Some power supply cables are round. Look at the cable on a lamp or microwave they often use flat cables. If you twist any round cables too much they will kink inside, with most cables you might not even notice it if they are high gauge (thin wires) with very little sheath and a thick and solid outter sheath. I don’t have a Mac but it looks like the cable in the pic is the same as any extension cord design, made to be extra flexible by making the sheath a little big. The smaller the sheath on a round cable the less flexible the cord will be. That’s why these cords should be flat if you don’t want kinking.

        • icerabbit says:

          I know different cords exist all with different solid or stranded wire, different internal and external sheathing and shielding, and their consequential specific advantages and disadvantages. Both in high voltage and low voltage.

          But, you specifically said regarding Apple’s round cable design which the OP seems to have an issue with that:
          ” Most laptop power cords separate the cables into a flat sheath ” suggesting that pretty much every notebook on the market has a different cable design than Apple does.

          So, I was wondering where you have seen all these flat DC notebook cables as in the Apple example? Even the most recent batch of notebooks that no longer have a 3ft round or flat 110V cord, but have a wall wart that plugs directly into the wall, have a round dc cable that’s what 18/2 or 20/2 with the two conductor’s side by side.

          Unless I am missing something …

  14. PMS_Witch says:

    I’ve never had a cord with an internal kink, then this spring I’ve had two! I bought an outdoor extension cord and it had a kink just like the one in the picture. Normally, I’d disregard something like this as insignificant, but since I would be using this cord to supply considerable current, I didn’t want to risk an electrical failure. As well, this cord would see mechanical stress too, since it would be dragged around outside.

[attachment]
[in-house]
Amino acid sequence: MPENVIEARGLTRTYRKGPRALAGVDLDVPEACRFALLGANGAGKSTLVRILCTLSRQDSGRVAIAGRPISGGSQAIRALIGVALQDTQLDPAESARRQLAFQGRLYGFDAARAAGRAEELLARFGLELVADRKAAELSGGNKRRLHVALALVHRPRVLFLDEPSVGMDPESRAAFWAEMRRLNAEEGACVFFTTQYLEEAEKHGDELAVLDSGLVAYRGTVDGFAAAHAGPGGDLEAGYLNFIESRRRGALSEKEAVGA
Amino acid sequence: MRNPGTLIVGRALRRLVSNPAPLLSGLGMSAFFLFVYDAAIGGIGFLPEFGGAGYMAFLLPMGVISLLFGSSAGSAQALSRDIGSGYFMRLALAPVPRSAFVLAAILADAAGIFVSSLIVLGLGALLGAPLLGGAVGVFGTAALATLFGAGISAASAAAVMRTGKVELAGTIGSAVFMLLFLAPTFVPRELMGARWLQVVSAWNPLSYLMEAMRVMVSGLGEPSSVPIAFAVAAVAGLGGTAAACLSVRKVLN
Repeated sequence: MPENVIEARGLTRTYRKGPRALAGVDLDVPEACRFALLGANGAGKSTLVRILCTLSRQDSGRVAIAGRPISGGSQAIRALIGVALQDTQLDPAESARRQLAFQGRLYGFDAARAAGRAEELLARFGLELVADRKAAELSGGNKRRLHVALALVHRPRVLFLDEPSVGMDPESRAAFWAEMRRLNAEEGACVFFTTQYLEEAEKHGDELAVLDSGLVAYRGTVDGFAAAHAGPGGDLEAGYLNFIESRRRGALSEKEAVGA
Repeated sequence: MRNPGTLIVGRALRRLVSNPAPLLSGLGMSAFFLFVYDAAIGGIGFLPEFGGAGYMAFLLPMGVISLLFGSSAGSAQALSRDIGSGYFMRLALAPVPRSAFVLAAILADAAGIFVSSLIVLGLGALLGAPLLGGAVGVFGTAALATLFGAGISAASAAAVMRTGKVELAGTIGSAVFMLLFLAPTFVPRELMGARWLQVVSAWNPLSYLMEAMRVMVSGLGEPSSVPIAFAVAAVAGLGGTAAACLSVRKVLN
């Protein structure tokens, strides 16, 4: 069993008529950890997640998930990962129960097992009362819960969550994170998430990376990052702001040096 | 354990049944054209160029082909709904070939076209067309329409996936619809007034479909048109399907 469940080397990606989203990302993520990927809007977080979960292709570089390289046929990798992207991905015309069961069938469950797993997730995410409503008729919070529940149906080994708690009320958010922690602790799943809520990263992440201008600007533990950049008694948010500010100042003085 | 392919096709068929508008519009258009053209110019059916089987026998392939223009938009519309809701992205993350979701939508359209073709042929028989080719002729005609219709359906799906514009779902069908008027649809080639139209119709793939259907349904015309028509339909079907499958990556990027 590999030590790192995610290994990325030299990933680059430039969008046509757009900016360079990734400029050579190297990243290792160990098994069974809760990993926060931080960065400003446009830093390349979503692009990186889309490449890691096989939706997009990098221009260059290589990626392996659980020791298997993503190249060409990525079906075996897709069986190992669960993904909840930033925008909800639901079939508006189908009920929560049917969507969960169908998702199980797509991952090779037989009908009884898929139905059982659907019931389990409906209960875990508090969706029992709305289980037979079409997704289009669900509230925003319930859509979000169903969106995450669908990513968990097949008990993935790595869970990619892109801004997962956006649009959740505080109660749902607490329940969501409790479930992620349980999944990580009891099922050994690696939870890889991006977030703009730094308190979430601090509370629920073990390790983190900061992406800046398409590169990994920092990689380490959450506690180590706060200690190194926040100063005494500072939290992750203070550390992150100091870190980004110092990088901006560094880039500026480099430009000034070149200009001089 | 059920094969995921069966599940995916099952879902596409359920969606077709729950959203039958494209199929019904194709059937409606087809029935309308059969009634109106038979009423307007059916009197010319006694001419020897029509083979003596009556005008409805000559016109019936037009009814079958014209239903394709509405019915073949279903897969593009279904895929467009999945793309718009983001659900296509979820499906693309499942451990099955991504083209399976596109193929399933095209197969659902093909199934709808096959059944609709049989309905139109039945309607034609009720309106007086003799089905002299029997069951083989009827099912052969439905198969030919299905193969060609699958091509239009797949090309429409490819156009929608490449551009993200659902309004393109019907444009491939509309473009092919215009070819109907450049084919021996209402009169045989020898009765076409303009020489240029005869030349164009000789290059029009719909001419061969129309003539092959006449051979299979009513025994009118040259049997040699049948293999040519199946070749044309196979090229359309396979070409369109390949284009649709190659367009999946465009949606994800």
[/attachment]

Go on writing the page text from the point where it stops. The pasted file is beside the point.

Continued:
Since the money I paid for this cord didn’t have any defects, I expected the same for the merchandise, so I exchanged it.

  15. MoreThanWYSIWYG says:

    There is a problem with the manufacturing of the cord. I used to work as a quality inspector in a wire factory. The conductor below the braid was not held strong enough when the braid was woven around the cord.

  16. Foot_Note says:

    built in profit… have the adapters “die” to be replaced?$$$$$…

  17. Such an Interesting Monster says:

    And these idiots then wonder why they’re singled out to pay more on sites like Orbitz.

  18. ronbo97 says:

    I don’t get what the problem is. There are a bunch of tiny wires inside a conduit. As long as the power cord works, who cares ?

  19. Whtthfgg says:
    • AstroPig7 says:

      Niche blog is niche.

    • icerabbit says:

      Oh dear!

      The digital round dial Nest thermostat of course couldn’t be based on analog round dial thermostats like there are a dozen in my house! Which have been the industry standard (and cheapest) before square models with more features came along. Sjeez.

      … sjeez … :-/

  20. Costner says:

    This is the type of guy who would probably complain if the leaf design in this cappuccino resembled a Maple leaf instead of an Aspen leaf.

    Talk about #firstworldproblems.

  21. Smokey says:

    This is a common problem with jacketed cabling manufacturing. When cables are made and put on spools, the closer to the end of the spool, the more twisted the memory of the cable. Most of the time, these ends are cut off and scrapped but sometimes they are used. After a few days, weeks or months of temperature change, part of the wire will shrink slightly and cause this kind of warping.

  22. TheMansfieldMauler says:

    The kinks slow the machine down. The zeros can still get through, but the ones get stuck and start to back up.

  23. draven says:
  24. edicius is an acquired taste says:

    I was able to instantly identify that as an incorrectly wrapped cable. But hey, what do I know? I’m just a Windows PC user.

  25. ironflange says:

    I would expect more from an adapter that probably costs more than my whole computer did.